Essay about The History of D-Day

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The History of D-Day June 6, 1944 will be remembered for many reasons. Some may think of it as a success and some as a failure. The pages following this could be used to prove either one. The only sure thing that I can tell you about D-Day is this: D-Day, June 6, 1944 was the focal point of the greatest and most planned out invasion of all time. The allied invasion of France was long awaited and tactfully thought out. For months the allied forces of millions trained in Britain waiting for the Supreme Commander of the Allied Expeditionary Forces, General Eisenhower to set a date. June 6, 1944 was to be the day with the H-hour at 06:30. Aircraft bombed German installations and helped prepare the ground attack. The ground forces…show more content…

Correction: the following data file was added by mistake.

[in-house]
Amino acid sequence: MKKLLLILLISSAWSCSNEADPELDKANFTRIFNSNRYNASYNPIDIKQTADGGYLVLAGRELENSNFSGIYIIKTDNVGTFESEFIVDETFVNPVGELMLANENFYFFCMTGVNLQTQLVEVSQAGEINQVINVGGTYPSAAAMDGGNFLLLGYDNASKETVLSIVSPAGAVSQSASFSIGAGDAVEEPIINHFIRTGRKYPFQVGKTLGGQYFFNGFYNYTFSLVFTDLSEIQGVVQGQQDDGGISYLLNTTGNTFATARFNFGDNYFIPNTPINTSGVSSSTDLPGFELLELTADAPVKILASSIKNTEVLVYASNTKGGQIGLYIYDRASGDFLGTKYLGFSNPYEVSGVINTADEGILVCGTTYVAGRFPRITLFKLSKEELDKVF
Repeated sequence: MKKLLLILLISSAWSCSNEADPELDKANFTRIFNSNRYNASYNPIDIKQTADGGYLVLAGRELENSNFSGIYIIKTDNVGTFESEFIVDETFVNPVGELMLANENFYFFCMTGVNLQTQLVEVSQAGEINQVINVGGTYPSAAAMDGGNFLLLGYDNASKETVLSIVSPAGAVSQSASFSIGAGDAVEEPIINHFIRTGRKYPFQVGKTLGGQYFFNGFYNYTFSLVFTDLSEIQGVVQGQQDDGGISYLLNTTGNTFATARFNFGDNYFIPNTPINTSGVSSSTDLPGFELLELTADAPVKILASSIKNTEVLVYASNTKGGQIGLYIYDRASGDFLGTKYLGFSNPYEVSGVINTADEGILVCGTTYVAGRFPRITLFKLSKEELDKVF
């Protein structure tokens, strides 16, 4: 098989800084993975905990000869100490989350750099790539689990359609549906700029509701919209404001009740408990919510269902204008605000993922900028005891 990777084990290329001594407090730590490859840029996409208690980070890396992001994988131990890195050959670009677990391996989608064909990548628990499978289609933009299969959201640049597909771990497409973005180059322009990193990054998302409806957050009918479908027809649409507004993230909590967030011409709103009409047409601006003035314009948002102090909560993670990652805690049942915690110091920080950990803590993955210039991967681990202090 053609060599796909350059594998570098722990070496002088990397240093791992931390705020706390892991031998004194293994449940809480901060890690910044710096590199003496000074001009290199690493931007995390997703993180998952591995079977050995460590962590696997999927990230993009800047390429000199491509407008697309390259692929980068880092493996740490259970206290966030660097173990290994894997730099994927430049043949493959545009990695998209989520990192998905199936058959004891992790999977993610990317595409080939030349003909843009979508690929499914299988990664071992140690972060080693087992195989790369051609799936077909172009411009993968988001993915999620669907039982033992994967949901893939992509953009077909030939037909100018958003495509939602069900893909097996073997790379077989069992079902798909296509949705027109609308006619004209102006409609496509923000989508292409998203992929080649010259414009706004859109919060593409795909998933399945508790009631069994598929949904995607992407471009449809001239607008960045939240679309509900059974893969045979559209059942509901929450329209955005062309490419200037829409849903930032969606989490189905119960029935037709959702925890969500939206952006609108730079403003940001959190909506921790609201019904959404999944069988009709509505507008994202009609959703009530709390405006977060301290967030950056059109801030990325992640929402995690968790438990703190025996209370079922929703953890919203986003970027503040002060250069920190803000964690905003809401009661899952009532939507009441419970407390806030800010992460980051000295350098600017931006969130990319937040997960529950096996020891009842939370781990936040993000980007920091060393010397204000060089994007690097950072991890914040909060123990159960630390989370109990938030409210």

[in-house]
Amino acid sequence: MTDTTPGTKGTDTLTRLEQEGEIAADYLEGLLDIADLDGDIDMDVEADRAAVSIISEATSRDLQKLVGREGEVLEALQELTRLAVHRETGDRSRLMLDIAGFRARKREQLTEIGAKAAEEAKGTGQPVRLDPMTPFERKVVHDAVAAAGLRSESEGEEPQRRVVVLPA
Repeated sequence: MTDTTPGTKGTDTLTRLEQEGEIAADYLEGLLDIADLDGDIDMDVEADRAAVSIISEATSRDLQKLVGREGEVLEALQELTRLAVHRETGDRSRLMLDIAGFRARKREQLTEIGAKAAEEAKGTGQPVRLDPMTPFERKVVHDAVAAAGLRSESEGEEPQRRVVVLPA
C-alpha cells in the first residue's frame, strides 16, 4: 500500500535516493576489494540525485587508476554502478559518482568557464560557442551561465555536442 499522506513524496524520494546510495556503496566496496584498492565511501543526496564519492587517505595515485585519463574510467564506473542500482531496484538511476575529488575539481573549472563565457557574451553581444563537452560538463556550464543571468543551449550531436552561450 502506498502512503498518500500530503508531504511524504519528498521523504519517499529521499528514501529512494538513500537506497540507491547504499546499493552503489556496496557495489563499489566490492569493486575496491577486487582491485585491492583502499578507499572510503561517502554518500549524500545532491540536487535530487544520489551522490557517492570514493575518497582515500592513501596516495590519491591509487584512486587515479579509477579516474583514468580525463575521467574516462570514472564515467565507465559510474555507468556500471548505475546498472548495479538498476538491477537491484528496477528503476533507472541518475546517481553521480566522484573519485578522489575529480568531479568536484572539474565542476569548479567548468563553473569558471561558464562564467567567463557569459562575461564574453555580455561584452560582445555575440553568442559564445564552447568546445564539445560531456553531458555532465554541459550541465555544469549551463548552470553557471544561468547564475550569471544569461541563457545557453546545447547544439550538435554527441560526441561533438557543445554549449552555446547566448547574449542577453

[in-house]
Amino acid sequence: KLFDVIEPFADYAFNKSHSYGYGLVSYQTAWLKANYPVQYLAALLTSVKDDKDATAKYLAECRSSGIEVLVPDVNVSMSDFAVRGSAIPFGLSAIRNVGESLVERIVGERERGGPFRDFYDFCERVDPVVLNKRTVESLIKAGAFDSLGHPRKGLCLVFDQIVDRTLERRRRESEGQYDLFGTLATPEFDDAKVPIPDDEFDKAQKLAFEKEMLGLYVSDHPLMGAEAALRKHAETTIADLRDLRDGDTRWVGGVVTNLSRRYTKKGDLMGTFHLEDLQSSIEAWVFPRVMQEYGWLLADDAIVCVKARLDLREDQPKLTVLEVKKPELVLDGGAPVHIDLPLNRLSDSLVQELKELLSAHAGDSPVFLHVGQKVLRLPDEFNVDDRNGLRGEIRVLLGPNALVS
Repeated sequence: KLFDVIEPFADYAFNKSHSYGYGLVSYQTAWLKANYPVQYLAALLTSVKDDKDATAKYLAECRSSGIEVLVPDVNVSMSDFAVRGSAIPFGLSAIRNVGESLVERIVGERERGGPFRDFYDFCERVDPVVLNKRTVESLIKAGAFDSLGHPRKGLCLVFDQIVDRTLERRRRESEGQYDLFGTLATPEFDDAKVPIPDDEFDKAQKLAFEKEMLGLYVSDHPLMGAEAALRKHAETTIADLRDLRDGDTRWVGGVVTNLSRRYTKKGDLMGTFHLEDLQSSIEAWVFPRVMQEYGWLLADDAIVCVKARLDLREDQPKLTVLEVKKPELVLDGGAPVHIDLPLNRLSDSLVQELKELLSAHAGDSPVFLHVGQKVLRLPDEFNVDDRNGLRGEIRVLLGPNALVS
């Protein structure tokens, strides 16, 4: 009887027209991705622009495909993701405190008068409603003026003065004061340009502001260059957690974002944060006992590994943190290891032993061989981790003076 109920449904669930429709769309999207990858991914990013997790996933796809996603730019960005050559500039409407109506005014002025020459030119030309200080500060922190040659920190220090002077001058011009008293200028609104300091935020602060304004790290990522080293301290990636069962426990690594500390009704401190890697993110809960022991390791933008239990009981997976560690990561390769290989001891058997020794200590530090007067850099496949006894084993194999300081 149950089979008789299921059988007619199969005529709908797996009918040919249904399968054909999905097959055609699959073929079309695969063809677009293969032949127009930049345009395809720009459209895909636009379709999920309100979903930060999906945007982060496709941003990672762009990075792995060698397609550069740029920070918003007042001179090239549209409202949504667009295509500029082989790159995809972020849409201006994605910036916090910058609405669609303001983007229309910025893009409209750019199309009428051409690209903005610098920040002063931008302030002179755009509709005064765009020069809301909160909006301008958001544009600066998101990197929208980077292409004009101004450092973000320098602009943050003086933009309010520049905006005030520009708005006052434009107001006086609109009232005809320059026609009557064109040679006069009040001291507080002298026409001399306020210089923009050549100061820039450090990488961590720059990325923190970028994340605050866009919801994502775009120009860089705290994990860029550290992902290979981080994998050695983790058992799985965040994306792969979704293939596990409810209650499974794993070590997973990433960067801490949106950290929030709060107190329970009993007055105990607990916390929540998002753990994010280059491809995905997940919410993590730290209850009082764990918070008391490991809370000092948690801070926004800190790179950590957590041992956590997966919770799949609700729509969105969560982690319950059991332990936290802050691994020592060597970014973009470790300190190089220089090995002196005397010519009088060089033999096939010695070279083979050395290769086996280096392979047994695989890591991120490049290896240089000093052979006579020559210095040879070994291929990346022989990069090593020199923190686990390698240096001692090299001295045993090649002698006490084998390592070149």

Montgomery. His plan was initiated by a command system which connected the U.S. and Britain and helped them jointly run the operation. His plan was to have five divisions act as a first wave land on the sixty-one mile long beach front. Four more divisions as well as some airborne landings would support the first wave. The beaches of Normandy would be separated into five beaches, codenamed, from west to east Utah, Omaha, Gold, Juno and Sword. The Americans would invade the two westernmost beaches, being Utah and Omaha and the British and it's Dominions would take Gold, Juno and Sword. The Canadians were nearly the entire force to land on Juno beach. The operation was also coordinated with various French resistance groups called the “Secret Army.” The naval plans were to transport the allied expeditionary forces, help secure and defend a beachhead, and to help setup a method of constant resupplying of allied forces. Operation Overlord, in short, was as follows: The airforce would be used to knock out German defences and immobilize their forces, blowup tanks and other dummies were used to fool Germans into thinking the invasion was coming at Pas de Calais, the navy would transport the troops while doing whatever it can to help them gain ground, and enough of France would be liberated and held by allied forces so that they would not be pushed back

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